Pancreatic cancer is one of the most deadly forms of the disease, resistant to many treatments. Now, scientists have identified how the tumors protect themselves so effectively – and more importantly, uncovered a way to potentially bust through those defenses.
Ranking among the leading causes of cancer-related deaths, the prognosis for pancreatic cancer is devastating, with less than 10 percent of patients surviving beyond five years after diagnosis. One factor that makes pancreatic cancer so tough is that it builds a cocoon of scar-like tissue called cancer-associated fibroblasts (CAFs), which prevents chemotherapy and other treatments getting in.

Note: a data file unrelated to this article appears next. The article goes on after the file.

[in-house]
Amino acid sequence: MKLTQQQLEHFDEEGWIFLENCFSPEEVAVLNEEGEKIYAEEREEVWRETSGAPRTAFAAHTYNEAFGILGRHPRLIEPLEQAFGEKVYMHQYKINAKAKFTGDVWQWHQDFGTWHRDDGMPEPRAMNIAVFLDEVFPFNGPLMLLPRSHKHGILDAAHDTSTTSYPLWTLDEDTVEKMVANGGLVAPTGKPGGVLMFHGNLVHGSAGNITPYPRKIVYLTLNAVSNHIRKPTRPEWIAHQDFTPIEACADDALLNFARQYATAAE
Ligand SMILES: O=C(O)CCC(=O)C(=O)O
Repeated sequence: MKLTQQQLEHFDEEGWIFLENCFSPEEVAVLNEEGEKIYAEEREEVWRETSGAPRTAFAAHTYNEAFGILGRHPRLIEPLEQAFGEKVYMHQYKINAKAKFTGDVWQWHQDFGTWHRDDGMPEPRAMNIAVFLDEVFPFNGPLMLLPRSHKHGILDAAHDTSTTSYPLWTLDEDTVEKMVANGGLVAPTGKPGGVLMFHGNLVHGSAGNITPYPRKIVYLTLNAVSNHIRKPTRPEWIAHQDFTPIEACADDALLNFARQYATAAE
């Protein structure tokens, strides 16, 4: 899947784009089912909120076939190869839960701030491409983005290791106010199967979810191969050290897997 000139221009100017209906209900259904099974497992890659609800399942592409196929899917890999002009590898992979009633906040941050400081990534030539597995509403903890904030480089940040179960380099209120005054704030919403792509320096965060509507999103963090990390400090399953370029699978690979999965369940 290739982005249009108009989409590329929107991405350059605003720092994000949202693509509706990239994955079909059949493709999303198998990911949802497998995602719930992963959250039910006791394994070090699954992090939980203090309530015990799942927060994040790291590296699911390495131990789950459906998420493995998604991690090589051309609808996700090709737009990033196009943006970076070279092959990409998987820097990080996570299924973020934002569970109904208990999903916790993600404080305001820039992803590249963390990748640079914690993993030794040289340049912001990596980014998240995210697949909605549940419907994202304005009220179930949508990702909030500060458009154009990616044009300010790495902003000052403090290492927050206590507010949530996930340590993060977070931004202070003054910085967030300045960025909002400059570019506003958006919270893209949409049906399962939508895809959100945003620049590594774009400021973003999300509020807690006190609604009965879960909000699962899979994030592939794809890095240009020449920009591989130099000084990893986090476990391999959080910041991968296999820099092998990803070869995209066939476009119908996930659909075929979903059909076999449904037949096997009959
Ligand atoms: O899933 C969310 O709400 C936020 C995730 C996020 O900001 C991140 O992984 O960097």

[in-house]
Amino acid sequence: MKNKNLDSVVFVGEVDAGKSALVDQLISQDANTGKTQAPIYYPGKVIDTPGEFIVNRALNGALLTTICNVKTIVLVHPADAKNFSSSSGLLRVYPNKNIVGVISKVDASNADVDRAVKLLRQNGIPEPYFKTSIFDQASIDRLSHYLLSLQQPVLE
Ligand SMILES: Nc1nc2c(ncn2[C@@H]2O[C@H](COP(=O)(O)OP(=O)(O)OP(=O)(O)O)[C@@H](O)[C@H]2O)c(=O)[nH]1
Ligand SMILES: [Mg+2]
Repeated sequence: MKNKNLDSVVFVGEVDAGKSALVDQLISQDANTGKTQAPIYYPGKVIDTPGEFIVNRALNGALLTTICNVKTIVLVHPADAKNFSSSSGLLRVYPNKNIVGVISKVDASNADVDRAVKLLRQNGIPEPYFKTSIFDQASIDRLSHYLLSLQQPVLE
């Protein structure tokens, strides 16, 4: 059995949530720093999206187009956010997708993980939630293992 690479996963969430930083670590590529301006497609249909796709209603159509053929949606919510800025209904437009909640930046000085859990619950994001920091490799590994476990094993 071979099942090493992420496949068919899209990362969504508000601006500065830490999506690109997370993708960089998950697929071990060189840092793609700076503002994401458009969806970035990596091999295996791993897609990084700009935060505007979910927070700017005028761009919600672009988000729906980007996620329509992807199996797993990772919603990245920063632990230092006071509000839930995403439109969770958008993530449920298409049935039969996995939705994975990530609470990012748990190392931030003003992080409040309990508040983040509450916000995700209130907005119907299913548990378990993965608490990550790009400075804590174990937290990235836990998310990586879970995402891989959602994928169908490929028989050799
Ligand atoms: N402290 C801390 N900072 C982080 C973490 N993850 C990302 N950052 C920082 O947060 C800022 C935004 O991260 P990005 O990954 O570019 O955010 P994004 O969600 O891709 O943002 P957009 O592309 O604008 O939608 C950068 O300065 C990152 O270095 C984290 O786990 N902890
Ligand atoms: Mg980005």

In the new study, scientists from the University of Texas Southwestern identified another way that this barrier works to protect the cancer. Some of the CAFs have a particularly nasty trick up their sleeves – they present antigens on their surface, which disarm immune cells that come to attack the tumor. These antigens convert T cells into regulatory T cells (Tregs), which in turn shut down further immune responses in the area.